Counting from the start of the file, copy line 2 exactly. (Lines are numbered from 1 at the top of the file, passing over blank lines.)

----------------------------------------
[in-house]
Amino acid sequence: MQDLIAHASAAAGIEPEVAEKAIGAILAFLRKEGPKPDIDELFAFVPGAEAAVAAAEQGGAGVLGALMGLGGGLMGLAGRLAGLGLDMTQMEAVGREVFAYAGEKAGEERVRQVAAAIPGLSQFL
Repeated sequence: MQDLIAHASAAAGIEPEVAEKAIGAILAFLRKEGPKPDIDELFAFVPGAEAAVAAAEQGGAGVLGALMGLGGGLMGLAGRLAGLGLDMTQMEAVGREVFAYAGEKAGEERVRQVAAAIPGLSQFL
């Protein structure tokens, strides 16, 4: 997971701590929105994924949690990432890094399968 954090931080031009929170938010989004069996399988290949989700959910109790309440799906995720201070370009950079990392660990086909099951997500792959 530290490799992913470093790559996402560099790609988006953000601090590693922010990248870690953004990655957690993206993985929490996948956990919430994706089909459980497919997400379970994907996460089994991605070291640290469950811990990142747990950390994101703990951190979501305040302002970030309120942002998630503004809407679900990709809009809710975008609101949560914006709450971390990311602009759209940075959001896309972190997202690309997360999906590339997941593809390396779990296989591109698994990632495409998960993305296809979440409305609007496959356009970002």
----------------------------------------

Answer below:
Amino acid sequence: MQDLIAHASAAAGIEPEVAEKAIGAILAFLRKEGPKPDIDELFAFVPGAEAAVAAAEQGGAGVLGALMGLGGGLMGLAGRLAGLGLDMTQMEAVGREVFAYAGEKAGEERVRQVAAAIPGLSQFL